Sweetwater Review: We Got Your B*tchface Right Here
I went in to the Western Sweetwater expecting to hate it, despite the presence of Ed Harris, Jason Isaacs and Stephen Root, because of two words: January. Jones. I know some folks have personal issues with her — I don’t. But I do agree with those who find her acting wooden and cold, which may work for Betty Draper but typically not in other contexts. In fact, putting all my cards on the table, while I half went into this movie because I adore that trio of actors I just mentioned, I also half went in because I was giddy at the thought of getting to write up a scathing review of Jones’ performance. Son of a b*tch. Not only did I wind up liking the film more than I thought I would, but Jones was perfect in it.
Sweetwater is a slightly campy Western that takes on two of the standard tropes of the genre. In the movie’s opening, we’re introduced to the Prophet Josiah (Isaacs), who we quickly come to realize is a bad man. Cornelius Jackson (Harris) eventually rides into town, displacing the residing sheriff and taking up the badge. Cornelius already knows that the Prophet Josiah is a bad man, which is a nice turn because the viewer also knows this, so we don’t have to suffer through Cornelius only slowly coming to the realization that Josiah is not a proper holy but the frontier town’s villain. This sets up the first genre trope, a tale of the Law trying to bring the Black Hat to justice.
Meanwhile, early in the film we are also introduced to Miguel (Eduardo Noriega) and Sarah (Jones), a couple that recently set up a small crop field on the outskirts of this frontier town. When we first meet the couple, Jones is full of smiles and love and, truthfully, she’s lovely. I know, I know. I was taken aback as well. But don’t worry, because her happiness doesn’t last long, thanks to our resident Black Hat doing some bad things to Sarah and her family. Director Logan Miller (who co-wrote the film with his brother Noah) gives Jones free reign to get her b*tchface on, something which Jones is only too happy to do. And thus we get the second genre trope, a good ol’ fashioned Western revenge.
Like any old-fashioned Western, Sweetwater is a simple film, one part Revenge and one part Justice, mixed together with a healthy serving of Shoot Everyone. But it’s also campy, to the detriment of the first half of the film where we spend a little more time with some of the periphery characters. So, for example, Stephen Root’s banker is presented as this supreme sleaze and it only works because he’s Stephen Root and, thus, he’s able to give his character a hint of nuance to take the edge off the camp. But some of the other character actors are less equipped for this and take a more straightforward and heavy-handed approach (this is particularly the case with the sheriff who Cornelius will eventually oust). So off-putting was the camp that about 20 minutes into the movie, I gave serious consideration to walking out.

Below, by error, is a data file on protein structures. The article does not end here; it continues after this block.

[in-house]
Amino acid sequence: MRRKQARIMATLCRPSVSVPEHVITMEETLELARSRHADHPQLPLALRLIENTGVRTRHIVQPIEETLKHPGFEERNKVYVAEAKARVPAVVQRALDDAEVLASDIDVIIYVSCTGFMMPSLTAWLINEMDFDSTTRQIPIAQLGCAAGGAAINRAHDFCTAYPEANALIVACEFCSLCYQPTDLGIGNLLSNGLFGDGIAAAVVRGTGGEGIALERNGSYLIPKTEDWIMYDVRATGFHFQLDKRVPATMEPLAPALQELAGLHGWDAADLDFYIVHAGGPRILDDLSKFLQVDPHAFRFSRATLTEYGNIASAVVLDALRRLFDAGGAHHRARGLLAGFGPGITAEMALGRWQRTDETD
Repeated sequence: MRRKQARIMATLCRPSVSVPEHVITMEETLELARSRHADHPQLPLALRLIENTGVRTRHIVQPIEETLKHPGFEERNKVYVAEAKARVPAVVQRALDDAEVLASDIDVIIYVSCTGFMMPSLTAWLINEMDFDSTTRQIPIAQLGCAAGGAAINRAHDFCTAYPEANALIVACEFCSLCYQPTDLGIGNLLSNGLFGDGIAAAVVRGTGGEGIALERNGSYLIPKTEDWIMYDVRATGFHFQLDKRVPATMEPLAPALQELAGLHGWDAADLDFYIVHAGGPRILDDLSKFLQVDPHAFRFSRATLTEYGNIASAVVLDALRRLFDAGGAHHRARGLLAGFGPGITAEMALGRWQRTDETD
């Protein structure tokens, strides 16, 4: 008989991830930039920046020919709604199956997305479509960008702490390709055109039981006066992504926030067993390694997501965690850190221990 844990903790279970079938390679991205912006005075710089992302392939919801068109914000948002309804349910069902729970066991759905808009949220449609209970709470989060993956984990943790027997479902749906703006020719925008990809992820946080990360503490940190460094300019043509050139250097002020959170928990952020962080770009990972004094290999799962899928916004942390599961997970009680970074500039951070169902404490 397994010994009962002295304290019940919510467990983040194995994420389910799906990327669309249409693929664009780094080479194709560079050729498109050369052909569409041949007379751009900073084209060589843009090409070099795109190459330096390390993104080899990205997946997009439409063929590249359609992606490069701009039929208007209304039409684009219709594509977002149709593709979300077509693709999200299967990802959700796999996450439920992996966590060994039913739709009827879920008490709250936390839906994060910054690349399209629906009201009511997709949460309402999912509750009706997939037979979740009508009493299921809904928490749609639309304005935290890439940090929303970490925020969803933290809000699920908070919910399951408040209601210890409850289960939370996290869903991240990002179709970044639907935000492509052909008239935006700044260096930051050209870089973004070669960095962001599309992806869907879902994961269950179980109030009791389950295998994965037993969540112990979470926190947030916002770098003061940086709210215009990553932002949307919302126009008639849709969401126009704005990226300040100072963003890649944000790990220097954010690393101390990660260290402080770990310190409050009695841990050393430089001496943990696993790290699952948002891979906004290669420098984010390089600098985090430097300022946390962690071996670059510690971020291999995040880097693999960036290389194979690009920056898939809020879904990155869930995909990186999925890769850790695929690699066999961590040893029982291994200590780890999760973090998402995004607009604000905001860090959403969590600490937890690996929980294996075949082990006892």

The reason I stuck with it was because I wanted to see Harris and Isaacs together in their inevitable confrontation. I was surprised that the confrontation came so quickly; Cornelius is onto the Prophet Josiah from the start, so it doesn’t take long for him to let the Black Hat know that Justice is in town. With that scene, I was in it for the long haul. While it may be that Sheriff Cornelius is the campiest of all the characters, Harris is an absolute delight in the role. It’s no surprise Ed Harris knows what he’s doing, and so a role that could have been a disaster with anyone else is a down right treat with the way Harris is so all-in, despite the weird mountaintop monologues and ridiculously bizarre dances. The first time he called the Prophet Josiah “Josie,” I was hooked.
Then we come to Sarah’s Revenge. Jones’ Sarah is an old school Western vigilante character (but for the fact that she’s a she), and Jones nails it as she sets out to take down those who wronged her and her family. There may be some who will say that she’s not acting at this point because Jones is cold and mean in real life. But I don’t buy that nonsense; Jones is stone cold, determined and steely. Remember when Betty Draper puled out that shotgun? It’s that, put on ice. The highest compliment I can give January Jones is that when the film cuts away from Harris or Isaacs to her, I did not find myself itching to get back to them.
For the squeamish among you, it should be noted that there’s violence here. It’s Tarantino-esque in its level of camp, although it’s not quite as graphic or excessive (though there’s definitely, uhm, a puddle we see at one point that got a few audible noises out of the audience, as did the scene which gave rise to the, uhm, puddle). However, the violence fits in with what the film seems to be going for. Sweetwater is not earth shattering cinema; it’s not a major update or unpacking of the genre. It’s looking to have a fun little time in the Old West, a simple goal that’s easy to hit.
Sweetwater premiered at Sundance 2013.
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